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With: Jeremy Renner, Bruce Davison, Artel Kayaru
Written by: David Jacobson
Directed by: David Jacobson
MPAA Rating: R for aberrant violence, sexuality, language and some drug use
Running Time: 102
Date: 06/21/2002
IMDB

Dahmer (2002)

1 1/2 Stars (out of 4)

The Killer Inside Me

By Jeffrey M. Anderson

I'm not one of those weirdos who collects serial killer trading cards and gets into heated battles over the Internet about who is more valuable: Ted Bundy or Ed Gein. So I could only think of three reasons to make a movie about a serial killer.

The first would be to deliver a straight-out horror film meant to startle us and tingle our spines, like The Texas Chainsaw Massacre or Henry: Portrait of a Serial Killer. The second would be to make a sensational TV movie-of-the-week, like all those Amy Fisher movies from the early '90s starring Drew Barrymore or Alyssa Milano. The third would be to offer a daring exploration of the seductive power of serial killers, such as Mary Harron's unforgettable American Psycho.

The new film Dahmer, which opens today at the Lumiere, is none of these -- nor is it much of anything else. It's not even an interesting biopic, as we walk away from Dahmer not knowing much more about the title character than when we walked in.

Written and directed by David Jacobson, Dahmer takes place over the course of a couple of days, with flashbacks filling in past events. Notorious murderer Jeffrey Dahmer, played by Jeremy Renner (with a weird speech impediment like Bill Murray's in Caddyshack), picks up a bulky Asian man named Khamtay (Dion Basco) in a clothing store by buying him a pair of shoes. Dahmer snaps a couple of photos, lobotomizes his victim with a drill and lays him naked on the bed.

Later, Dahmer meets a thin, single black man named Rodney (Artel Kayaru) in a hunting/fishing shop and invites him home for a drink. Dahmer plays cat-and-mouse with him all night, slipping him drugs, handcuffing him and attempting to choke him.

Unfortunately, the flashbacks are less interesting. We see Dahmer working in a brain-numbing job in a chocolate factory, and we meet his boring, prying father (Bruce Davison). The movie offers nothing besides those minor tidbits to suggest what could have set Dahmer off on the trail of crime.

The film does show us his homosexual tendencies, which it casually equates with homicidal tendencies (most serial killer movies these days do -- see The Talented Mr. Ripley).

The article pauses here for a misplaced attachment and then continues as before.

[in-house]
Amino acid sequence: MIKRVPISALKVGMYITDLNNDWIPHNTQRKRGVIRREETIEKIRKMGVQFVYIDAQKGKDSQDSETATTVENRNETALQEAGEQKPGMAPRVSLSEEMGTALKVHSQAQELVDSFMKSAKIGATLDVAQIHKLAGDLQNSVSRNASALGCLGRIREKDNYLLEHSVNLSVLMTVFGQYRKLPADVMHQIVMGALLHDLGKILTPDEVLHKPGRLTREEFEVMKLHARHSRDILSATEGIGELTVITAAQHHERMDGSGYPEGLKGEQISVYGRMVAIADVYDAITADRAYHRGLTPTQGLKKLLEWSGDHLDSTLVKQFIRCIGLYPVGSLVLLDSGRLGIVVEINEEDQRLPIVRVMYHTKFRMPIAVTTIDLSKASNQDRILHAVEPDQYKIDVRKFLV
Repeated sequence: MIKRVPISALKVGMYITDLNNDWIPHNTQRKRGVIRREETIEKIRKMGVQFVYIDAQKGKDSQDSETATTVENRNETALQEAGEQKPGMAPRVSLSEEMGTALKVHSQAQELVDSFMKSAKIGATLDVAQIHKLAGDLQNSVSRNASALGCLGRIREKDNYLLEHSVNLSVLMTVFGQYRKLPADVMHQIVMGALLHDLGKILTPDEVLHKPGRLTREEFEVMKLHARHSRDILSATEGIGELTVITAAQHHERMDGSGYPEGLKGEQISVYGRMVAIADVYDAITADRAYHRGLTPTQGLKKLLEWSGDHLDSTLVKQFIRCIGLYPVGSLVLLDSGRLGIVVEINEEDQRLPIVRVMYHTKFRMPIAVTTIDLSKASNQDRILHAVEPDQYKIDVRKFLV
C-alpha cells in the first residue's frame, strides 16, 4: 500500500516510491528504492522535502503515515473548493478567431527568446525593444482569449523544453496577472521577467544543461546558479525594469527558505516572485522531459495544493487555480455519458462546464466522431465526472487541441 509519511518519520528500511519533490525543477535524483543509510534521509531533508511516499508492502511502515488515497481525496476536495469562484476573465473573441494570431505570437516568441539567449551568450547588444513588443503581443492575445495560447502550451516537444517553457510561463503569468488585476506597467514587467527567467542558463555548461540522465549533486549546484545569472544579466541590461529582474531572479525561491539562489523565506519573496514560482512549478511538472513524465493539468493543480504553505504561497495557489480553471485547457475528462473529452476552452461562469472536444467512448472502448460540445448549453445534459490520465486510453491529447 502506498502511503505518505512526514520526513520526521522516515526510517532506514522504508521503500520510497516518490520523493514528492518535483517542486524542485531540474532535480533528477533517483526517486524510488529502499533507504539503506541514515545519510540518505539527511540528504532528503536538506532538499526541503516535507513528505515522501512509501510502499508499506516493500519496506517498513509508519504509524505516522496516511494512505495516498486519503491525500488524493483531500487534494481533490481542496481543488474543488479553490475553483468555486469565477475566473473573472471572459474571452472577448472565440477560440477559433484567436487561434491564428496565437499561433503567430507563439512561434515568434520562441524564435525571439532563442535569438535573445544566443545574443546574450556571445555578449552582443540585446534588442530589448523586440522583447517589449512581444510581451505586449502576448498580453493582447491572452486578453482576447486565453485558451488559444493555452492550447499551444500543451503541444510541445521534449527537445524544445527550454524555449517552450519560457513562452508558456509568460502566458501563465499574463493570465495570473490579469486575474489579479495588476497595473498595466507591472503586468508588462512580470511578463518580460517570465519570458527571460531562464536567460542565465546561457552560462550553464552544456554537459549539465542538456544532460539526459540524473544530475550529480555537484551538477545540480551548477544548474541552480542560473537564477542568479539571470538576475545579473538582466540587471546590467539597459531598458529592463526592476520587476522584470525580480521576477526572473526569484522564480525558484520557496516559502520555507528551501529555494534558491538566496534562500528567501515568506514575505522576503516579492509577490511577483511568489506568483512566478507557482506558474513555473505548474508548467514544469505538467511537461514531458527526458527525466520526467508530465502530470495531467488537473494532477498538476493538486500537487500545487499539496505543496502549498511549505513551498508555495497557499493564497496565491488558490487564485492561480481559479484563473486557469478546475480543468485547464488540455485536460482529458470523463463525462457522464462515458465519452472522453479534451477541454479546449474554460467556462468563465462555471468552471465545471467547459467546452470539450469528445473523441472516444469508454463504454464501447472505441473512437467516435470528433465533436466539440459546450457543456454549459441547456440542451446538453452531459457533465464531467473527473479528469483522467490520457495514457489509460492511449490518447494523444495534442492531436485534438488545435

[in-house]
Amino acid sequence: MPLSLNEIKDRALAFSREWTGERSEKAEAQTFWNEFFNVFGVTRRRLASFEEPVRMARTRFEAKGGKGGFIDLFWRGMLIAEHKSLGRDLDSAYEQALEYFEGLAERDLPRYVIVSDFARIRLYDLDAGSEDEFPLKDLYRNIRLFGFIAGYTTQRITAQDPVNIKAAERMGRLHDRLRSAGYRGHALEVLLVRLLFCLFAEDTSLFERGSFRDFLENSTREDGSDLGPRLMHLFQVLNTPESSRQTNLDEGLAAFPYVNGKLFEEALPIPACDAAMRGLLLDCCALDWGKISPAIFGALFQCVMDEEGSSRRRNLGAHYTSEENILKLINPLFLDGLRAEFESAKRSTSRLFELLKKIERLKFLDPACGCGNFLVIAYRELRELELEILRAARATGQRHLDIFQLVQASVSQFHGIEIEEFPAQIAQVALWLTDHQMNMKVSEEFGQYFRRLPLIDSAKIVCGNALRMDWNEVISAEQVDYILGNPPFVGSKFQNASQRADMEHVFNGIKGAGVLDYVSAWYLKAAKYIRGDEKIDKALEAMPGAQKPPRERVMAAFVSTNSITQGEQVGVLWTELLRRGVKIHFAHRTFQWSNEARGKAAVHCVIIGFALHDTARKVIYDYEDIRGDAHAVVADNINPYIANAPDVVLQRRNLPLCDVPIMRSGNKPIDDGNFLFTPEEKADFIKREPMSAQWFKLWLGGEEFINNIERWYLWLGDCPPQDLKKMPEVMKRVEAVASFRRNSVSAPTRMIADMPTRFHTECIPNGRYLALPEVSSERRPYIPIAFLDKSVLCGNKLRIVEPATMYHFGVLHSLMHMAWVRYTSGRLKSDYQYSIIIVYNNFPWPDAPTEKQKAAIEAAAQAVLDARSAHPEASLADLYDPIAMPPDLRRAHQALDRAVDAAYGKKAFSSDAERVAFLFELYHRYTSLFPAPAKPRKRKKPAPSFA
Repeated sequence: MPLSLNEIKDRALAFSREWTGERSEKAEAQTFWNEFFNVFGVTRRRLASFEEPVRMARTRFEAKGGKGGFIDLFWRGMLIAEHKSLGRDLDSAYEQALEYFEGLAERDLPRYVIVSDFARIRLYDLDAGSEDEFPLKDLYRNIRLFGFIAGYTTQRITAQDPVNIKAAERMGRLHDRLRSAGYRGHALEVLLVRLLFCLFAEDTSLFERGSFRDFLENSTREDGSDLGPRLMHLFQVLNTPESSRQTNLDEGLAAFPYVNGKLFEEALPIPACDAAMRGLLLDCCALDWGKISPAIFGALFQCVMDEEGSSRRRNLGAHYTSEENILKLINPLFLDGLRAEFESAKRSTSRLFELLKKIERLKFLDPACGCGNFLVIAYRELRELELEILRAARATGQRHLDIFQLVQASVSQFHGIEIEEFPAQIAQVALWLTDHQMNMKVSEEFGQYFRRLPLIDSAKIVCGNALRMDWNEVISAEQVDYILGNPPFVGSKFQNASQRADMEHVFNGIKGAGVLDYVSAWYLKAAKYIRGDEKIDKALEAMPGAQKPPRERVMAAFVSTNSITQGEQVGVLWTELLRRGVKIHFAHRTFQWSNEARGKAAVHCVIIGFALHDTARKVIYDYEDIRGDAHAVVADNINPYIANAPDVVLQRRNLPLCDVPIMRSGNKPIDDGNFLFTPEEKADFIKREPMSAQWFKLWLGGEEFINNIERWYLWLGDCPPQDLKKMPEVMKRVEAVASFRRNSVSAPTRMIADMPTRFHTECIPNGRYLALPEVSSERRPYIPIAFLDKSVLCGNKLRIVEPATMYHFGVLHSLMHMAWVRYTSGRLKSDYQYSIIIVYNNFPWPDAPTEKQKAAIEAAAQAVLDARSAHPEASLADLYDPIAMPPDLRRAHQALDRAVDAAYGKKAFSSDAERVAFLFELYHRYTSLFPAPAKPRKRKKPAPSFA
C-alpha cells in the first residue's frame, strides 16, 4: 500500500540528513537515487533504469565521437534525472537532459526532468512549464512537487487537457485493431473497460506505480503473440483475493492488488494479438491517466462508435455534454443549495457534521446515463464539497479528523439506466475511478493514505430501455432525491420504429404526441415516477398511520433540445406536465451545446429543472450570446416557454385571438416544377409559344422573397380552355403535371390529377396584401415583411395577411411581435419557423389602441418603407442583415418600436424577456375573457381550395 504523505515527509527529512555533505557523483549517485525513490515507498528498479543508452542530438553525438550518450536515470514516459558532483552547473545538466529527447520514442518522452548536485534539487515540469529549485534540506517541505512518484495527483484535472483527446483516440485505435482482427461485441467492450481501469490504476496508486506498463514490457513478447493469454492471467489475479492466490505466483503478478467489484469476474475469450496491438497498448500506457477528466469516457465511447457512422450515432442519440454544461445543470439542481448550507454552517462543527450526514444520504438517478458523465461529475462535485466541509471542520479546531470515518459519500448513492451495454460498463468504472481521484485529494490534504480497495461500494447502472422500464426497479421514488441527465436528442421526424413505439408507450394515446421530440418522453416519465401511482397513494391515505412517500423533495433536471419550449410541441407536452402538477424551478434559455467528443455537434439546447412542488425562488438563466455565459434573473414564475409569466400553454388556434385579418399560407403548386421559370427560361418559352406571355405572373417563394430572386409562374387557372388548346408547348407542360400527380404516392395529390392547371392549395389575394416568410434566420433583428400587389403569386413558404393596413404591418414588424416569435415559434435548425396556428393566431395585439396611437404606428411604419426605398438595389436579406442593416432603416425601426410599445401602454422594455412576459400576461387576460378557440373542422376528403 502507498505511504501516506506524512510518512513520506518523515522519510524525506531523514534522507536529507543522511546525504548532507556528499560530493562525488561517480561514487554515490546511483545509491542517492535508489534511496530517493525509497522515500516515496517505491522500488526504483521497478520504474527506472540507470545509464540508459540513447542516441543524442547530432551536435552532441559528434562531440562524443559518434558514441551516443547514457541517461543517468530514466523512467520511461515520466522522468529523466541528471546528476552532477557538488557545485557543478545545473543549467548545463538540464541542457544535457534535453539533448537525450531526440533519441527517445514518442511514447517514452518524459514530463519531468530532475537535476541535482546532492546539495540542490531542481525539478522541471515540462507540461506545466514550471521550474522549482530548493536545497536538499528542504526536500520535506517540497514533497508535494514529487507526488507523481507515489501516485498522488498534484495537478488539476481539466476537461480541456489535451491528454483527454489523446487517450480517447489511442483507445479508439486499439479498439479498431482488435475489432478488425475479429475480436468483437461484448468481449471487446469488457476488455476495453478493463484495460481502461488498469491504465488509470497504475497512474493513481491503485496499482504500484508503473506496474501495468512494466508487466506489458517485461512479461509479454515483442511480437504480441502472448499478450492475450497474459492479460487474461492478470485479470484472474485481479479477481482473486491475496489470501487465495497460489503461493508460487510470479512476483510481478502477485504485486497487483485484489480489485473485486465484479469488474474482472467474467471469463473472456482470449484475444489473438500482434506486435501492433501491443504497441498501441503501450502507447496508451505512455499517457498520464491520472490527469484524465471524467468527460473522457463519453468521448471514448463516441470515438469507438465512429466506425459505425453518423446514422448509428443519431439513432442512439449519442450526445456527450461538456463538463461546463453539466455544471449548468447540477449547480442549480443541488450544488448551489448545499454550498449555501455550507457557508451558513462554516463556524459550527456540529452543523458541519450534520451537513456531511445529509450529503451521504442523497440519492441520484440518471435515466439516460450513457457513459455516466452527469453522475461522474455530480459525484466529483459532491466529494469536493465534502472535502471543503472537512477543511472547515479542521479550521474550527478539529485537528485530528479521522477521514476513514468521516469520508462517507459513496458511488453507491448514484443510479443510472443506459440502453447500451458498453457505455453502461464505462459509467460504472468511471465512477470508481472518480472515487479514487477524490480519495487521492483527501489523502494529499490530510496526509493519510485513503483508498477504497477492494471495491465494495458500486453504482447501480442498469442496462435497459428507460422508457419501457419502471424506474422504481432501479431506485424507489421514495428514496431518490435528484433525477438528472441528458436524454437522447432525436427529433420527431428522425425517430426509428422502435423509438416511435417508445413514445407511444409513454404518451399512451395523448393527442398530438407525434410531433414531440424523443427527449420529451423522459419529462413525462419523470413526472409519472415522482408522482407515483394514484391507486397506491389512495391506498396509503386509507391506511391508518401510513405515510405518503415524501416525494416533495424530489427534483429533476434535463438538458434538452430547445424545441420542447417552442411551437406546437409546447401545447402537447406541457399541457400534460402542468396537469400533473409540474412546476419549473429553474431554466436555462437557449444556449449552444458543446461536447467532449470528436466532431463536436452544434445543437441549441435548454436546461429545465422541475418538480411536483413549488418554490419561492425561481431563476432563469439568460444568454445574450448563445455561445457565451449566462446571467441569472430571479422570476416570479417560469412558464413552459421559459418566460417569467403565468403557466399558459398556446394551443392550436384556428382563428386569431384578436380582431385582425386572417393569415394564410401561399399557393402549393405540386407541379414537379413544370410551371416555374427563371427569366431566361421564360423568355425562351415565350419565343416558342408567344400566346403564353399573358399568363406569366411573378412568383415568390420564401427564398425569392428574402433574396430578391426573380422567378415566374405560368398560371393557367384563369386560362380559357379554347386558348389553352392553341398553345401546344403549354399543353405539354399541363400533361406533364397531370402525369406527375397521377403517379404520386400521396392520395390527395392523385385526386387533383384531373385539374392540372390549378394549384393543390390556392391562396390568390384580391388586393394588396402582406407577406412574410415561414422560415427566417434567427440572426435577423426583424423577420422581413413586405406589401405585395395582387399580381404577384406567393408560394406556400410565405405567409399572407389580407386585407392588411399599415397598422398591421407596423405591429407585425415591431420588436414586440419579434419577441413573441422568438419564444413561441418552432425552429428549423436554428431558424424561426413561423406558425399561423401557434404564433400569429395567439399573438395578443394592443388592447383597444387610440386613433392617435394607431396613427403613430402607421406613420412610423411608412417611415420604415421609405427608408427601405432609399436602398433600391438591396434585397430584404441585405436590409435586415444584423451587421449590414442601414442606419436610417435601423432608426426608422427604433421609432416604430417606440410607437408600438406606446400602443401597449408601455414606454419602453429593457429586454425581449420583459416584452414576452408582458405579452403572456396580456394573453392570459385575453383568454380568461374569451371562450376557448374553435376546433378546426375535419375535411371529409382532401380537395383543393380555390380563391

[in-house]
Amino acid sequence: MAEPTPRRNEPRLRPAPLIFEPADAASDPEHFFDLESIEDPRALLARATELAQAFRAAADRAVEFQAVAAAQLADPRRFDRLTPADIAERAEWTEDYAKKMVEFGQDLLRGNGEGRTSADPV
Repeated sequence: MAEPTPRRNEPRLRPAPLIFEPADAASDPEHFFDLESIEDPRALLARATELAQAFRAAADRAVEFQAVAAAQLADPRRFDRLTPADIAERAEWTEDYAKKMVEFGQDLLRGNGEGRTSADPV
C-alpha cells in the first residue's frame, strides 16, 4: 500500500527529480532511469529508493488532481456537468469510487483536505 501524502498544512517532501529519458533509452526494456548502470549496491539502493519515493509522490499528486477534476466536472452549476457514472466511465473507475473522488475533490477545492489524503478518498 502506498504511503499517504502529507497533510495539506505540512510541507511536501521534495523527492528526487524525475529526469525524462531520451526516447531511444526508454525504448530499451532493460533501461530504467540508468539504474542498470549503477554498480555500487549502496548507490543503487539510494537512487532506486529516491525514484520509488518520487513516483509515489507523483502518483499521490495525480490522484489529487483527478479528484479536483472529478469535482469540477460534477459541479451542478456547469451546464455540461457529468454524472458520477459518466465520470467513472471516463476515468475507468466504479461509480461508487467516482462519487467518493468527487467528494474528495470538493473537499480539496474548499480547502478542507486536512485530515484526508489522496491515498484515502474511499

In flashback, Dahmer seduces and kills a young, manly, denim jacket-wearing jock (a former high school wrestler) who assures Dahmer that he's straight but still allows himself to be picked up. "Want to smoke some pot?" is all Dahmer can manage in the way of a pickup line. We want to see some subtle seduction at work: Why does this guy go home with Dahmer? But the movie gives us nothing.

I suppose Dahmer holds some kind of dull fascination simply because we know this freak really existed -- a monster who killed and slashed up 17 people before he was caught.

But the real source of interest comes from Rodney, Dahmer's potential victim to whom the movie continually returns. Kayaru conveys a beautiful loneliness and sadness in his line deliveries: "I liked you because you're tall and strong -- everything I've ever looked for." He's so consumed by his isolation that he'll charge headlong into an obviously dangerous situation for a few moments of comfort.

But this one interesting element almost comes through by accident, and it has absolutely nothing to do with Dahmer's physical or sexual prowess, which should be the focus of this film.

I suspect that Dahmer may be trying to understand the killer on a human level, to bring him back from monster to human again by showing us how fragile his psyche was. But again, the film fails -- it can't give us the human without the monster. They're one in the same.

I can only conclude that this film wasn't made by anyone who was interested in exploring Dahmer's psychotic behavior or uncovering anything interesting, or even having fun on a gory B-movie level.

This film was made by and for those folks who collect the serial killer cards and are fascinated by the mere suggestion of serial killers. For the rest of us, sitting through Dahmer's two hours amounts to little more than punishment.

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